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Declaration of Trust

  • 2 min read

A Declaration of Trust is a document that shows how much each of the joint owners of a property actually own. It’s also called a Deed of Trust. The most common situation for using one is if you’re in a couple (married or civil partnership) and you rent out a property that you own together.

What is a Declaration of Trust for?

Usually, HMRC will assume that a couple owns equal portions of a property i.e. 50–50. Both will need to file a Self Assessment and pay tax on their share. But if you sign a Deed of Trust, you can tell HMRC that what you earned from renting out your jointly owned property isn’t split equally.

What difference does it make?

Using a Deed of Trust can help you (as a couple) pay less tax if one of you earns significantly more than the other. Here’s how it works in action 👇

  • John and Komal are in a civil partnership
  • They buy a buy-to-let property together, and they put in money 50-50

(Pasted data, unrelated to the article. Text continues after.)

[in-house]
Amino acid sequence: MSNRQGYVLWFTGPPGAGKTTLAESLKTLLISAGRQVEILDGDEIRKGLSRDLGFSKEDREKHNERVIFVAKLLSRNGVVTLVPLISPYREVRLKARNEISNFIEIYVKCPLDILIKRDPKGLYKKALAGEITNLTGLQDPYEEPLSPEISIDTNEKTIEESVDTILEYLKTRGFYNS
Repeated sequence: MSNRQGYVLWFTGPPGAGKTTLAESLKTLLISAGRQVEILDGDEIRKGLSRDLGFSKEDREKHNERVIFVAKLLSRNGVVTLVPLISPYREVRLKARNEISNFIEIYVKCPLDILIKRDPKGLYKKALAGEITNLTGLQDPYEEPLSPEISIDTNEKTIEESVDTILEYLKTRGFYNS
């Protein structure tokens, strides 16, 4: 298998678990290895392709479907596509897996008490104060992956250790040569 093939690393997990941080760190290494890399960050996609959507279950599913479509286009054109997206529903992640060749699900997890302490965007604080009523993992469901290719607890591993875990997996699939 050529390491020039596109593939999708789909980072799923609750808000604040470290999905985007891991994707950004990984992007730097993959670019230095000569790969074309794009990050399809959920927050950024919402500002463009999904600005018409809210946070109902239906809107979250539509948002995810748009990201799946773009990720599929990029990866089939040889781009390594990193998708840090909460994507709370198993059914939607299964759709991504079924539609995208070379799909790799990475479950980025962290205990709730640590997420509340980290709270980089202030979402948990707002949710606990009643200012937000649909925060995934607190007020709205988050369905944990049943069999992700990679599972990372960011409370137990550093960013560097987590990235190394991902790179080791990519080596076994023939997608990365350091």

• They rent out the property for £20,000 a year
  • HMRC will presume that each receives £10,000 from the rental income
  • John and Komal both have to file a Self Assessment
  • But John earns £30,000 and Komal earns £70,000, so the tax they pay on this rental income will be very different 
    • John pays £1,800, Komal pays £3,600 
  • It would be better (more tax-efficient) if the rental income was in John’s name to bring the whole tax payment down £3,800
  • To do this, they sign a Declaration of Trust together with a Form 17 to make John the 100% beneficiary of the rental income 
  • When they sell the property, they can reverse the process so each gets to use their £12,300 Capital Gains Tax-free allowance

Is this only for legally bound couples?

Declarations of Trust aren’t just for couples putting money into a property equally.

You can use them if you buy property with friends as well. And, the split doesn’t need to be 50-50. You can use them for whatever split you prefer e.g. 70% – 20% – 10% with three people.

 

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